Recently, the crew and I were running patient acquisition campaigns on Facebook.
We saw strong signs of interest despite just a few clients pulling the trigger. The click-rate was through the roof considering that this was a freshly launched product and we hadn’t dialed in the targeting configurations yet.
After the initial good vibes had worn off, we got suspicious as that pattern continued. We investigated the situation and discovered that we were getting a ton of eyeballs from ‘rewards ads’.
If you don’t know what that is, welcome to the club.
It turns out to be ad placements in mobile games that offer in-game rewards like coins or an extra life, in exchange for watching an ad.
These tend to be video clips with a ‘skip’-button so small, it’s hard to click. That leads to loads of failed attempts to skip the ad, which inflates the click-rate.
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Patient acquisition’s two hidden problems
As I’m sure you’ve guessed by now, the term patient acquisition is often referred to as systematically driving new patients through the door of your clinic.
It’s one of those sexy challenges any marketer wants to solve to be a hero, and I’ve felt no different.
Through painstaking trial and error, I’ve come to learn that patient acquisition doesn’t always lend itself to the typical performance campaigns we see in case studies plastered all over the internet.
Take your standard dental appointment booking campaign, for example. Provided that the offer is attractive, patient acquisition is often straightforward as many people have problems with their teeth or just want to whiten them after drinking too much coffee.
Build a digital ad campaign, let people click to the landing page and book an appointment right then and there, or leave their details and get a callback. The flow is simple and trackable.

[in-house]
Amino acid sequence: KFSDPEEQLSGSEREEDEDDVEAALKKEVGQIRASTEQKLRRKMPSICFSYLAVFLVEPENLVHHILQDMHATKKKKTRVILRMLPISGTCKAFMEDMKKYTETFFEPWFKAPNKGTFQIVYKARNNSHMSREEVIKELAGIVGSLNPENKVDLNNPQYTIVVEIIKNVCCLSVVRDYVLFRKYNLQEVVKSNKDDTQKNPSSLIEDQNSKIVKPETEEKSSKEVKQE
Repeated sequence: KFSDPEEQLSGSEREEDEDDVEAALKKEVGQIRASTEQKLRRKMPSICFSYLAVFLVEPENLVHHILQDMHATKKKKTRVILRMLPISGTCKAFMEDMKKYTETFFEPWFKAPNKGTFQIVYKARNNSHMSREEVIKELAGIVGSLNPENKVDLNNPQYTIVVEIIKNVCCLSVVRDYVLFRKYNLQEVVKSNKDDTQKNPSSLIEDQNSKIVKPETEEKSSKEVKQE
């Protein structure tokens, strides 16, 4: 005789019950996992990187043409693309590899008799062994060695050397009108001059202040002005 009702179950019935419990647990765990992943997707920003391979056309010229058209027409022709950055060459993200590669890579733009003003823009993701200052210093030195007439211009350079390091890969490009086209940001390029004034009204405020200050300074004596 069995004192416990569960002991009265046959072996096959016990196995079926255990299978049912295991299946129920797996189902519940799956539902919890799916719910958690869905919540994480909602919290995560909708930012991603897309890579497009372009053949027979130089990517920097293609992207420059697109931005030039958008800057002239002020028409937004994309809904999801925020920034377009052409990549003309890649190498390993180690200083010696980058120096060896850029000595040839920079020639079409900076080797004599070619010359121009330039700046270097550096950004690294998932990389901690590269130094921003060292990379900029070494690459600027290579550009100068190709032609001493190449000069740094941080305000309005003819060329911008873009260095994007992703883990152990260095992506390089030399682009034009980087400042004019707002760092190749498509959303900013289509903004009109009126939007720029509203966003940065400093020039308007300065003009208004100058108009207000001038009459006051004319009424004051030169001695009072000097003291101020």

With other types of care, like sick care, I’ve noticed two distinct problems that tend to show up again and again.
One is that patients often don’t need help right when they see your offer, meaning that looking at campaigns through the lens of this straightforward flow can be misleading.
It’s the result of most online platforms not offering features to target patients based on timing: when patients are looking for help. The exception is search marketing, as we can assume that most patients are looking for help when they are searching for information about it.
More on that in a minute…
Second, many are afraid to see a professional as they fear it’ll lead to bad news. They prefer living with the notion that if they don’t know, it doesn’t exist.
The irony is that that leads to reinforcing this experience since the longer we wait, the higher chance we’ll get negative news when we do see a physician.
In this article, you and I will look at three straightforward tactics for patient acquisition:
- Drive new patients (if you’re expanding to new cities)
- Expand beyond your existing patients with (almost) no budget
- Long-term patient acquisition (rather than a short burst of new patients)
Let’s dive into the first one.
1. Drive new patients (if you’re expanding to new cities)
From time to time, I’ve found myself having to acquire new patients without being able to take advantage of a database with existing patients.
This can happen in situations without a proven product-market fit or if you’re looking to expand to new cities.
In this case, distributing your offer tends to be the easier of the two as we can solve that with money. I’ve found influencers and digital ads tend to be among the most cost-effective channels.